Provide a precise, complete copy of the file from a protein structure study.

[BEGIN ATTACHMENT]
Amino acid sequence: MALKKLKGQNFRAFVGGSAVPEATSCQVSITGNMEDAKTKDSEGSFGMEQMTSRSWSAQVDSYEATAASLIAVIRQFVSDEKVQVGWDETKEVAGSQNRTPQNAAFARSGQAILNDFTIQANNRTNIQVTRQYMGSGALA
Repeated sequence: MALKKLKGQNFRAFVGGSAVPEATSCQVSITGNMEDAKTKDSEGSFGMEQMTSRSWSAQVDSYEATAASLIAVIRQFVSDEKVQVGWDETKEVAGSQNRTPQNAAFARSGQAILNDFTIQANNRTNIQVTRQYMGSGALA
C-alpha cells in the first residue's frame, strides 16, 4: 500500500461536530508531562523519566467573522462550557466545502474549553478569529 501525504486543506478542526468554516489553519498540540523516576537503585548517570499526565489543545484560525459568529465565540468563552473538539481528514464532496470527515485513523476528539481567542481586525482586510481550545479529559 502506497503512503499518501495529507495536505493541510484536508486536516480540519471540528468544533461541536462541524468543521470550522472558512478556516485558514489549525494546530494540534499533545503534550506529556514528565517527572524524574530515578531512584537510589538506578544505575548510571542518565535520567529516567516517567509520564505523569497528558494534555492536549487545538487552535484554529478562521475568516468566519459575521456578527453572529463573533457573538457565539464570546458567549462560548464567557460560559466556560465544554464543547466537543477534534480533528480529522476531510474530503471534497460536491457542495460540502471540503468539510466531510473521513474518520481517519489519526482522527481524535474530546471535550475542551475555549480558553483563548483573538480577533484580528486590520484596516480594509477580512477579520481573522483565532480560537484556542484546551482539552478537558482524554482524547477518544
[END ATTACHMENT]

Amino acid sequence: MALKKLKGQNFRAFVGGSAVPEATSCQVSITGNMEDAKTKDSEGSFGMEQMTSRSWSAQVDSYEATAASLIAVIRQFVSDEKVQVGWDETKEVAGSQNRTPQNAAFARSGQAILNDFTIQANNRTNIQVTRQYMGSGALA
Repeated sequence: MALKKLKGQNFRAFVGGSAVPEATSCQVSITGNMEDAKTKDSEGSFGMEQMTSRSWSAQVDSYEATAASLIAVIRQFVSDEKVQVGWDETKEVAGSQNRTPQNAAFARSGQAILNDFTIQANNRTNIQVTRQYMGSGALA
C-alpha cells in the first residue's frame, strides 16, 4: 500500500461536530508531562523519566467573522462550557466545502474549553478569529 501525504486543506478542526468554516489553519498540540523516576537503585548517570499526565489543545484560525459568529465565540468563552473538539481528514464532496470527515485513523476528539481567542481586525482586510481550545479529559 502506497503512503499518501495529507495536505493541510484536508486536516480540519471540528468544533461541536462541524468543521470550522472558512478556516485558514489549525494546530494540534499533545503534550506529556514528565517527572524524574530515578531512584537510589538506578544505575548510571542518565535520567529516567516517567509520564505523569497528558494534555492536549487545538487552535484554529478562521475568516468566519459575521456578527453572529463573533457573538457565539464570546458567549462560548464567557460560559466556560465544554464543547466537543477534534480533528480529522476531510474530503471534497460536491457542495460540502471540503468539510466531510473521513474518520481517519489519526482522527481524535474530546471535550475542551475555549480558553483563548483573538480577533484580528486590520484596516480594509477580512477579520481573522483565532480560537484556542484546551482539552478537558482524554482524547477518544